Guides / How to transform your restaurant into a temporary corner store

How to turn your restaurant into a temporary corner store

The COVID-19 is having an overwhelming effect on the restaurant industry, limiting the types of service restaurants can offer. We created this guide to transform a restaurant into a corner store, with the hopes it may help create a new source of revenue for operators.

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Why transform into a corner store?

  • Minimize waste and sell extra inventory
  • Generate revenue
  • Be able to pay your staff
  • Bring the community together
  • Try a new concept for the long-term

NEW!

Examples

Chicago Tribune

UPDATED: Chicago restaurants pivot to offer groceries — get your lunch, some flour and TP in one spot

James Beard Foundation

At A Moment’s Notice, Restaurants Become Grocers

NPR

A Pound Of Flour To Go? Restaurants Are Selling Groceries Now

CNN Business

Restaurants are transforming into grocery stores because of coronavirus

Timeout

Need to stock your pantry? These L.A. restaurants are temporarily flipping to corner stores.

Food & Wine

From Cocktails to Corner Store: How a New York Bar Became Essential

Eater

Restaurants Are Evolving Into Corner Stores to Stay Alive

Los Angeles Times

Costa Mesa restaurant offers free toilet paper rolls with takeout order

Valerie

Check out Valerie's online store, built with Square

Toronto Life

8 examples of restaurants who have morphed into grocery store concepts

Understand your inventory

1. Evaluate your inventory and decide what you want to sell.

Consider common food items and cleaning supplies that are in high demand. Identify what you want to sell as is and what you might want to sell as part of a package.

Commodity Items

These are items that people need at home on a day-to-day basis. Here's a list of items that are disappearing quickly from grocery aisles that can be sold independently.

  • Flour
  • Rice
  • Beans
  • Pasta
  • Bread
  • Eggs
  • Cheese
  • Poultry
  • Frozen goods
  • Canned goods
  • Pasta sauce
  • Alcohol
  • Paper towels
  • Toilet paper
  • Tissues
  • Disinfectant wipes
  • Sanitizer
  • Hand soap
See GFS's recommended products

Meal Packages

If you have specialty ingredients in your stock that don't often get used in meals that people make at home, consider selling them as part of a meal/cocktail kit.

  • Meal kits based on restaurant recipes
  • Cocktail kits
  • Gift baskets
See an example gift basket from Don's Diner and Cocktails in Milwaukee

What you'll need to start a meal kit service:

  • Ingredients (portioned for 1-2 person meal)
  • Food packaging
  • Recipe and/or instructions
  • Labels with use-by dates

Prepared Meals

Reduce your menu to items that can be put together quickly in the kitchen or that your customers love and come to you for.

  • Grab-and-go-meals
  • Dinner specials

2. Price your offerings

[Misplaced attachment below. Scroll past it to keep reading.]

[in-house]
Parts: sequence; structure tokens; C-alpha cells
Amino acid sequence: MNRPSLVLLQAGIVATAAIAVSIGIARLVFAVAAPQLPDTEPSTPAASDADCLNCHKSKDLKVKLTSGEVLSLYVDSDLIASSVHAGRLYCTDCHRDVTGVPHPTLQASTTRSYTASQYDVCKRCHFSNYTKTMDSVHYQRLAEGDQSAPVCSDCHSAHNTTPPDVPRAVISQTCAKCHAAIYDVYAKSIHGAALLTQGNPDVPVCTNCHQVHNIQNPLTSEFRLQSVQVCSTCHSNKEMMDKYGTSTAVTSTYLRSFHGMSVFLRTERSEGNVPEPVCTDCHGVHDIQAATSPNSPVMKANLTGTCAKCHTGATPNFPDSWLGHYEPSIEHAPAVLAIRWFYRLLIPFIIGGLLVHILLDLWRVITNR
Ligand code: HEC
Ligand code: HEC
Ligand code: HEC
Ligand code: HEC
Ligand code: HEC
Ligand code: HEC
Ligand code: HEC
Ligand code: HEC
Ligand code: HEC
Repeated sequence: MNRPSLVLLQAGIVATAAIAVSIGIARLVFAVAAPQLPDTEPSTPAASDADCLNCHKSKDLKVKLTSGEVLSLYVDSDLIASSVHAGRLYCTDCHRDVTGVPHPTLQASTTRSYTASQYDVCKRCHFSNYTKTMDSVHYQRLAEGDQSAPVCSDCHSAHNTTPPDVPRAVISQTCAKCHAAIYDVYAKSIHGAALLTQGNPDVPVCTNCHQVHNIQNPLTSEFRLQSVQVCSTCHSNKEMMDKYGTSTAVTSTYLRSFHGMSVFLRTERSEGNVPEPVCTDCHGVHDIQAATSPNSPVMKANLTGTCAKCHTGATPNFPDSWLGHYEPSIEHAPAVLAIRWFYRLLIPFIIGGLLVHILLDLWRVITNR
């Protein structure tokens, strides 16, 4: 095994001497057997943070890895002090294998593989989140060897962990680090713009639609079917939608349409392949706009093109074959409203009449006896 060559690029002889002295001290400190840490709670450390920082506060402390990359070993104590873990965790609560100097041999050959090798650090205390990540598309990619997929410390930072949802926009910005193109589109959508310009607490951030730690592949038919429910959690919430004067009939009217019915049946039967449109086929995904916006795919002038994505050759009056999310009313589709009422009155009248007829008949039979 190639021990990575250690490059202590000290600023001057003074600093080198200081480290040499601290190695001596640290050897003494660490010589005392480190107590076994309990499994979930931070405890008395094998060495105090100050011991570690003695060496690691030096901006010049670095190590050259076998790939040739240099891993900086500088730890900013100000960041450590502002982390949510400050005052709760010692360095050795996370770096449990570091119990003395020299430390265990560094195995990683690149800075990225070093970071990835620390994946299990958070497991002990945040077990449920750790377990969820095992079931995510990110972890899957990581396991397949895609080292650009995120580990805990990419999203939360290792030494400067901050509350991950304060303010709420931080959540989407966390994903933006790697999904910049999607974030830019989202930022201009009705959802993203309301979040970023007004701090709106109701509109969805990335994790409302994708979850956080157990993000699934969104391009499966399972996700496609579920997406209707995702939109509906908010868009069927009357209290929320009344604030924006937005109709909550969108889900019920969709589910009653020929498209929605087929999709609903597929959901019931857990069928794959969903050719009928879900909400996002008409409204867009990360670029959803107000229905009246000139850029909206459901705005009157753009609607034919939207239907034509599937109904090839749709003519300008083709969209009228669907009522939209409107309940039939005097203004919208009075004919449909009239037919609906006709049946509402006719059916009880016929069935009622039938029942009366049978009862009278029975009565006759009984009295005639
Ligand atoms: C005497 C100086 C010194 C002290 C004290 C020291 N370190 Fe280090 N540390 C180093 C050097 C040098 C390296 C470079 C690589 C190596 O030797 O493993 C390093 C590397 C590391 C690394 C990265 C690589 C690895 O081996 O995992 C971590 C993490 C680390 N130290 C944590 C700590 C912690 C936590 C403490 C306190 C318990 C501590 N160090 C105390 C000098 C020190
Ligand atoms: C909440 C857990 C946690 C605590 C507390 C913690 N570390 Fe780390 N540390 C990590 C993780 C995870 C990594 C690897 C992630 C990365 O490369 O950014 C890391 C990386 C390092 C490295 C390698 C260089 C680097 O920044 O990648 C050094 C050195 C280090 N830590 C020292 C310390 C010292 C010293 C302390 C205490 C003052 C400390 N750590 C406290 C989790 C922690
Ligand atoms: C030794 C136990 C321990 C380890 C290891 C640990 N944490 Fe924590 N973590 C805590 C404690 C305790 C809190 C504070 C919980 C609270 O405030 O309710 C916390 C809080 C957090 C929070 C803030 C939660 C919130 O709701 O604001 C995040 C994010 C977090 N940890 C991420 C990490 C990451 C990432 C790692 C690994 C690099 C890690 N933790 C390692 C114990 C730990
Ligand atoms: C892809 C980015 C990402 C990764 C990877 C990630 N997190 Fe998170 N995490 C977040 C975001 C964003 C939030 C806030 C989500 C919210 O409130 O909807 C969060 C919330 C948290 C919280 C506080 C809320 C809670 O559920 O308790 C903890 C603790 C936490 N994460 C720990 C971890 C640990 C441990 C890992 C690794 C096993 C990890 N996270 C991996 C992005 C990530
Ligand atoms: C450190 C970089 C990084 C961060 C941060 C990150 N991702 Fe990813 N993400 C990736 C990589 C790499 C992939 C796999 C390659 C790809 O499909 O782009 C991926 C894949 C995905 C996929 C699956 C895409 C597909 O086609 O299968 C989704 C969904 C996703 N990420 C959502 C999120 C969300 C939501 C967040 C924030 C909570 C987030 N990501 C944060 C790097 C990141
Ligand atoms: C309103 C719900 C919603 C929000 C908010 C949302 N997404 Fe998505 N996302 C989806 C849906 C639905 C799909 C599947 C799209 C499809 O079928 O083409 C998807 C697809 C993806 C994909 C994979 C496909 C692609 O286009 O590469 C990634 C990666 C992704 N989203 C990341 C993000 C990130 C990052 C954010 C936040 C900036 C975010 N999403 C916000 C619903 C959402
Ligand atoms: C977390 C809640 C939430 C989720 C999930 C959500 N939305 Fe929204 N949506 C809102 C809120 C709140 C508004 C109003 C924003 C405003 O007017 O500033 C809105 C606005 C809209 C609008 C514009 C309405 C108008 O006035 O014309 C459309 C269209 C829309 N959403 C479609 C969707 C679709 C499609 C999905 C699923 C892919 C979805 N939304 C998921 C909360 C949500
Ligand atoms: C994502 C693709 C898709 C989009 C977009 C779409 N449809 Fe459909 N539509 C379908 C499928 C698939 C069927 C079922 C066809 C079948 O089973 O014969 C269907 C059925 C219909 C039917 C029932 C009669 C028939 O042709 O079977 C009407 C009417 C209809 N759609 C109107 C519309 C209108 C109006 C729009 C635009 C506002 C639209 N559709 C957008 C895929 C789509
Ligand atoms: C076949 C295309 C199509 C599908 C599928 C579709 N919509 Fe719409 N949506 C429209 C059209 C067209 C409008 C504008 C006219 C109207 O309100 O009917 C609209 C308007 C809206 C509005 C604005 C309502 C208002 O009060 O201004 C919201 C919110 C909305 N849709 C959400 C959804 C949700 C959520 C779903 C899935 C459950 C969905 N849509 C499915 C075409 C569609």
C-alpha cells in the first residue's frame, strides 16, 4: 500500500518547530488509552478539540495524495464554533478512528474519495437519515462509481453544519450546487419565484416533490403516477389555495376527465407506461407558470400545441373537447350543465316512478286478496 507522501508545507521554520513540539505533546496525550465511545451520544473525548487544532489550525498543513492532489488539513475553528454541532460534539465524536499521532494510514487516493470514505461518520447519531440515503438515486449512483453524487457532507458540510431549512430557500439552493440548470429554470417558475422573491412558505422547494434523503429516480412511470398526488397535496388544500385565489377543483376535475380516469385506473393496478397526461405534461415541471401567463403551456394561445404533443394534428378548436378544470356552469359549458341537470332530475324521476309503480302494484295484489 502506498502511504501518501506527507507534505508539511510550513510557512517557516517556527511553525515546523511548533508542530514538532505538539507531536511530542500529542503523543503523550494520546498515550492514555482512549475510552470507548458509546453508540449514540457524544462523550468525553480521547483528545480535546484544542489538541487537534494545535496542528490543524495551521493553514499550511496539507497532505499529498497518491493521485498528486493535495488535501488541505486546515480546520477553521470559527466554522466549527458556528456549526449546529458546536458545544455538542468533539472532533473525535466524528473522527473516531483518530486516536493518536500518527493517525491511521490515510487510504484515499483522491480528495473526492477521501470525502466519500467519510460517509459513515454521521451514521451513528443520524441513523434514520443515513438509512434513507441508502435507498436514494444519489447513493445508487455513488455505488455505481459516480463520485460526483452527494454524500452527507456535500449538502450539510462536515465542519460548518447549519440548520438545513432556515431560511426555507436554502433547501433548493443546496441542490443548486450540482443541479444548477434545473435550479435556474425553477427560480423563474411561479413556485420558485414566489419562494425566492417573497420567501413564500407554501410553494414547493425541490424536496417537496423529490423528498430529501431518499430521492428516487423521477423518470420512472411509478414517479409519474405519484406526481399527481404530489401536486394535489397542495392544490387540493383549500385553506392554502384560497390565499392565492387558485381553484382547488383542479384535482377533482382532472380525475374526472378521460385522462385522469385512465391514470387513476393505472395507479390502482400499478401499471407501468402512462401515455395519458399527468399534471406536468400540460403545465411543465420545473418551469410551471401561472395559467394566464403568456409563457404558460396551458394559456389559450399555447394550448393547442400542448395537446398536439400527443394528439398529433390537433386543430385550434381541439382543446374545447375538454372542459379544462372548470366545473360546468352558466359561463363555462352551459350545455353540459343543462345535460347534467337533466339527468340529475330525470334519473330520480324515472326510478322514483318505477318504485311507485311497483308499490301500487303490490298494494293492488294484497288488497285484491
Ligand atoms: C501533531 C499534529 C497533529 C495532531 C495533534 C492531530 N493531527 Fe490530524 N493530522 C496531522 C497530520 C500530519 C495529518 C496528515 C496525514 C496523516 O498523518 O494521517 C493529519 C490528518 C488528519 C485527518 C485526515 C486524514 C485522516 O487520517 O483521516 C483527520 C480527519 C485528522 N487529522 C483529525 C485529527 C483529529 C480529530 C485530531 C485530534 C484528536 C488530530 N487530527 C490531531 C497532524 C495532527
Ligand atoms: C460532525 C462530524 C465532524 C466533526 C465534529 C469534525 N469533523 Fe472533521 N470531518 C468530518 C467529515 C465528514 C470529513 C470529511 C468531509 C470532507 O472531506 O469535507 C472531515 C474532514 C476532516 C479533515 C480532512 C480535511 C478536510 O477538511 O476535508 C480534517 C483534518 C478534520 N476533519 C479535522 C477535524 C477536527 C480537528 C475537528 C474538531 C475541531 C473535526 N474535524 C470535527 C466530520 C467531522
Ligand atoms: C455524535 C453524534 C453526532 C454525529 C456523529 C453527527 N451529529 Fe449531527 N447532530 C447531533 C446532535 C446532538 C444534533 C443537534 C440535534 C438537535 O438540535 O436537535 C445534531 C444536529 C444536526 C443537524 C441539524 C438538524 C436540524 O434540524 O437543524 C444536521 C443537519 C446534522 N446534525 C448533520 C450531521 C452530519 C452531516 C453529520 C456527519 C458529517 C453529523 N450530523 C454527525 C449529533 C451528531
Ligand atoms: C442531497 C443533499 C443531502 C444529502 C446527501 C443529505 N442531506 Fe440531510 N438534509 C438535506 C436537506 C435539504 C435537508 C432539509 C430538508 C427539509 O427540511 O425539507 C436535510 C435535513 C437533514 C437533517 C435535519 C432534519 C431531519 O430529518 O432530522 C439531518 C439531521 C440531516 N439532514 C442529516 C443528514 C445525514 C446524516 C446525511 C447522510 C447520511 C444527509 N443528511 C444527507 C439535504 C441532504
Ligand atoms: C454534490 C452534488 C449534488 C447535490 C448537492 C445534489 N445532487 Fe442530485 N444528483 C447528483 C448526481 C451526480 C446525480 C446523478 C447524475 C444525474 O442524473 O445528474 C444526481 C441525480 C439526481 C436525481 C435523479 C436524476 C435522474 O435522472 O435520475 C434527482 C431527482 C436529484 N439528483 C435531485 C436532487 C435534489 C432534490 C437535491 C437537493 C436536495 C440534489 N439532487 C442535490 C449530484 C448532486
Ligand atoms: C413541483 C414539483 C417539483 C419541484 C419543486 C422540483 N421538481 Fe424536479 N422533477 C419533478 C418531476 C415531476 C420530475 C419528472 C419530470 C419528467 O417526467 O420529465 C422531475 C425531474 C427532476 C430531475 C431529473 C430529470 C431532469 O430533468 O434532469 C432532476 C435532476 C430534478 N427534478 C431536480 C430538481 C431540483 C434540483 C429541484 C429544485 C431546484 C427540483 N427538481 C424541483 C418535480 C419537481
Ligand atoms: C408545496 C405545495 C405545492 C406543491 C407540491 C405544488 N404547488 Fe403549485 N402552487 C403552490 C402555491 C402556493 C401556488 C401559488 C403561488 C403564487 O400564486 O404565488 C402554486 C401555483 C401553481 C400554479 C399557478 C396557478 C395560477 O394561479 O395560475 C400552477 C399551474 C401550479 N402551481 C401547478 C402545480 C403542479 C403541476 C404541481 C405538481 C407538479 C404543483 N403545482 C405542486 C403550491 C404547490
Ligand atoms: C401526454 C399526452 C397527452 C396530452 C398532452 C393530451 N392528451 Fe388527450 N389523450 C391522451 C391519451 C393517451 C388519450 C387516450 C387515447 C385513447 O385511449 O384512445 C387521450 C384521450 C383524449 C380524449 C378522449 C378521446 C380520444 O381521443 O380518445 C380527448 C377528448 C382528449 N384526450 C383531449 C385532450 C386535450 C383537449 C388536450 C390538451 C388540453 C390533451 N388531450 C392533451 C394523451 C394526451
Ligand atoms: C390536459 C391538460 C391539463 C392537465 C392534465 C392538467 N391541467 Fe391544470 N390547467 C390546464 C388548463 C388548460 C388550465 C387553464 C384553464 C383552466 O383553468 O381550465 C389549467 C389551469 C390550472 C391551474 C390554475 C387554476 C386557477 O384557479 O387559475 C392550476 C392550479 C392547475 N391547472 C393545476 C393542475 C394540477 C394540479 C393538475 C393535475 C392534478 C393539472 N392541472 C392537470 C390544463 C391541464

Pricing for commodity items will be different from pricing for meals kits and menu items.

Commodity Items

Standard markup for grocery stores is typically between 15-40%. Some convenience service markup can be up to 100-200% depending on the product.

  • Produce 50 - 70%
  • Meats 30 - 60%
  • Dry goods 25%
  • Dairy 30 - 60%
  • Eggs 30 - 60%
  • Alcohol 100 - 300%
  • Household items 25 - 50%

Meal Packages

Standard markup for kits is 60-85% depending on whether it is a meal kit or cocktail kit.

Prepared Meals

Price these the same way you price delivered foods.

Choose how to serve your customers

1. Update your menu on your online channels.

Set up or update your online store. Toast and Square offer services that connect with your current POS.

2. Set up your fulfillment channel

Here are some ways to reach your customers. Choose what makes the most sense for your restaurant.

Walk-in corner store

Food is displayed and customers interact with the items.
 
You will need:
Sufficient space to allow customers to shop while making sure they can practice social distancing in the restaurant.

Time and human resources to make layout changes.  Mobile furniture, shelves and re-usable containers that can serve as a display.

Sanitizers and gloves dispensers by the entrance and the checkout.

Curbside or window pickup

Food is delivered outside the restaurant. Customers never interact with the items.

You will need:
Resources for delivery like packaging and to-go containers.

A window at a reach for both employee and customer.

A wireless payment system/terminals if the customer is paying on-site.

Home delivery

Use third-party delivery partners to fulfill your orders. You can also consider providing an independent delivery service for orders placed within a reasonable distance.

You will need:
Off-premise services like GrubHub, UberEats, DoorDash, Caviar and OneDine.

and/or

A dedicated delivery driver with a car/truck.

A planned schedule for delivery.

Set up your space for walk-in customers

1. Repurpose your space to make room for new offerings.

Even if you decide not to let customers in, there are advantages to making changes to your layout that will suit your delivery process.

  • Use your dining space to make shopping aisles for commodity products. Try to keep aisles 8 feet apart to maintain social distancing safety standards.
  • Turn your tables into grocery stands.
  • Set up chairs for buyers while they wait outside.
  • Set up 3 feet markings using tape or traffic cones at the billing counter so that customers can keep a safe distance form each other.